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Cheesman: a positive influence



Sophomore forward Bo Cheesman

Nov. 19, 2002

By Lindsey Mechalik, LSSU Sports Information student intern

While most students traveled home for the summer, sophomore forward Bo Cheesman decided to stay in Sault Ste. Marie, a town that he considers his second home.

Cheesman, a native of Peoria, Ill., is in his second year at Lake Superior State, but has lived in the Sault for the past four years. He has met many different people who have welcomed him. Prior to skating for the Lakers, Cheesman played Junior A hockey for the Soo Indians. He wasn't in town long before he started giving back to a community that thrives on community service.

During his first year with the Indians, Cheesman received the Soo Indians Outstanding Community Service Award. One of his favorite activities was reading to children at the elementary schools. He also volunteered his expertise at youth hockey practices.

This summer, Cheesman worked with the Big Bear Youth Program and at Laker Hockey School. Volunteering at Camp Quality, a recreation camp for young cancer victims and survivors near Petoskey, was his most-rewarding endeavor. Cheesman was a companion to a cancer-surviving child for a week. They participated in sports, outdoor activities and many other camp experiences.

"With only a single week of fun, we created a lifetime full of memories," Cheesman said. "It helped to put hockey into perspective, and to realize how lucky and blessed I am."

Even though Cheesman was busy with camps and work, he found time to commit to the off-season workout program designed by the Laker coaching staff. He followed the extensive five-day weight-training program, including cardio, biking, sprints, and skating. His goal was to come back to the team in the fall in great physical condition and ready to start pre-season training.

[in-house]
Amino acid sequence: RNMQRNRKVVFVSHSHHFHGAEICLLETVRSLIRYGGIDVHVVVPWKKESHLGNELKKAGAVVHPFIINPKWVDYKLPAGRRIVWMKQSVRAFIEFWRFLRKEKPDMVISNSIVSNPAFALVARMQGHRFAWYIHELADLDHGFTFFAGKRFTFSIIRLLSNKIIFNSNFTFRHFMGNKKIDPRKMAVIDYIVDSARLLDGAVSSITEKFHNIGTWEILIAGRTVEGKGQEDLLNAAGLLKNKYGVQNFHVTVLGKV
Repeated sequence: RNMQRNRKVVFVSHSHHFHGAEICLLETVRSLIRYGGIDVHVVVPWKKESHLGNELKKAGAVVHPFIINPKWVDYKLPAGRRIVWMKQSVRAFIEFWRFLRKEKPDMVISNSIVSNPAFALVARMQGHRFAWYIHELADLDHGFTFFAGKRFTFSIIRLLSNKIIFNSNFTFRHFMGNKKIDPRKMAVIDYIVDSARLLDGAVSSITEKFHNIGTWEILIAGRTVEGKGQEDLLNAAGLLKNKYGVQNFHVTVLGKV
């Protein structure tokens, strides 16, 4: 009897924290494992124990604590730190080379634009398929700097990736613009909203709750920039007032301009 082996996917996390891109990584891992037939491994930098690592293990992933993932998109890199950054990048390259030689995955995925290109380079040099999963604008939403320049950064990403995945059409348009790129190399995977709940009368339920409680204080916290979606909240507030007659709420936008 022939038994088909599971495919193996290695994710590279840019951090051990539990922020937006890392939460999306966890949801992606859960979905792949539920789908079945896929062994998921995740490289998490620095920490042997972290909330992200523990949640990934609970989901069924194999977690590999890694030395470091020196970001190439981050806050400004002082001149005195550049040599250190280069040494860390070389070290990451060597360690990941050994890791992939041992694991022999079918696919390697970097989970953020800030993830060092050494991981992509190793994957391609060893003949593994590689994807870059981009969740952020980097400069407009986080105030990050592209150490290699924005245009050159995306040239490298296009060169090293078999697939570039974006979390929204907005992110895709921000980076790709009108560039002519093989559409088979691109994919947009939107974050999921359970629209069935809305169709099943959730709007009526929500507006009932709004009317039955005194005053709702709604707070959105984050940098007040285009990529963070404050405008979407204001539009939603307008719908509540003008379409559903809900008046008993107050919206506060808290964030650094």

Cheesman is off to a good start this year. In his first 11 games he has two goals and one assist. He plays right wing is always driving towards the net. Cheesman plays well both offensively and defensively, realizing that a game is only won if a team plays well at both ends of the ice.

Cheesman wore an "A" signifying assistant captain during the first games of this season. He said that coach Frank Anzalone picks who should wear the "A's" each game by who has been putting everything they have into playing and who shows that they can lead the team.

While having the role of assistant captain, Cheesman tries to lead by example on and off the ice. Off the ice he tries to help the 15 freshman players get accustomed to college life. It's a responsibility he would assume even if he did not wear the "A."

"I am proud to be part of a family," Cheesman said. "If Coach decides that I should wear an "A" for a game, I will proudly. But no matter what, I am proud to wear the anchor."

Fans can recognize Cheesman by one of his pre-game rituals. After pre-game warm-ups and players from both teams have exited the ice, he skates around the anchor and taps his stick on center ice before returning to the Laker lockerroom. The tapping of the anchor is a tribute to Peggy Kaunisto, a woman dear to his heart who passed away while he was playing for the Indians. The community service award that he won as a Junior A rookie is now named in her honor.

"Peggy was a wonderful woman," Cheesman said. "She was everyone's second mom. She was the heart and soul of the rink. Before each game I just want to pay my respects to her one last time before I get off the ice. When I tap the anchor it is just to let her know that it's go time."

Cheesman's goal is to take hockey as far as he can. In the near future he wants to focus on his academics and graduating from Lake Superior State. He chose criminal justice as a major because he says he is not a "desk guy." He loves the thought of the constant variety, plus working in law enforcement is a family tradition. His grandfather and father were policemen in England. Cheesman would be the first American policeman in his family. Although a few years in professional hockey would be a dream come true, he hopes to become a state trooper after hockey.

Cheesman's positive attitude was missed last weekend when the Lakers played in Ann Arbor. He stayed in the Sault in order to recover from a lingering bug. But look for him to be the last player off the ice during tonight's warm-ups. His physical and supportive presence will be obvious during the game.



Lake Superior State Men's Ice Hockey
 
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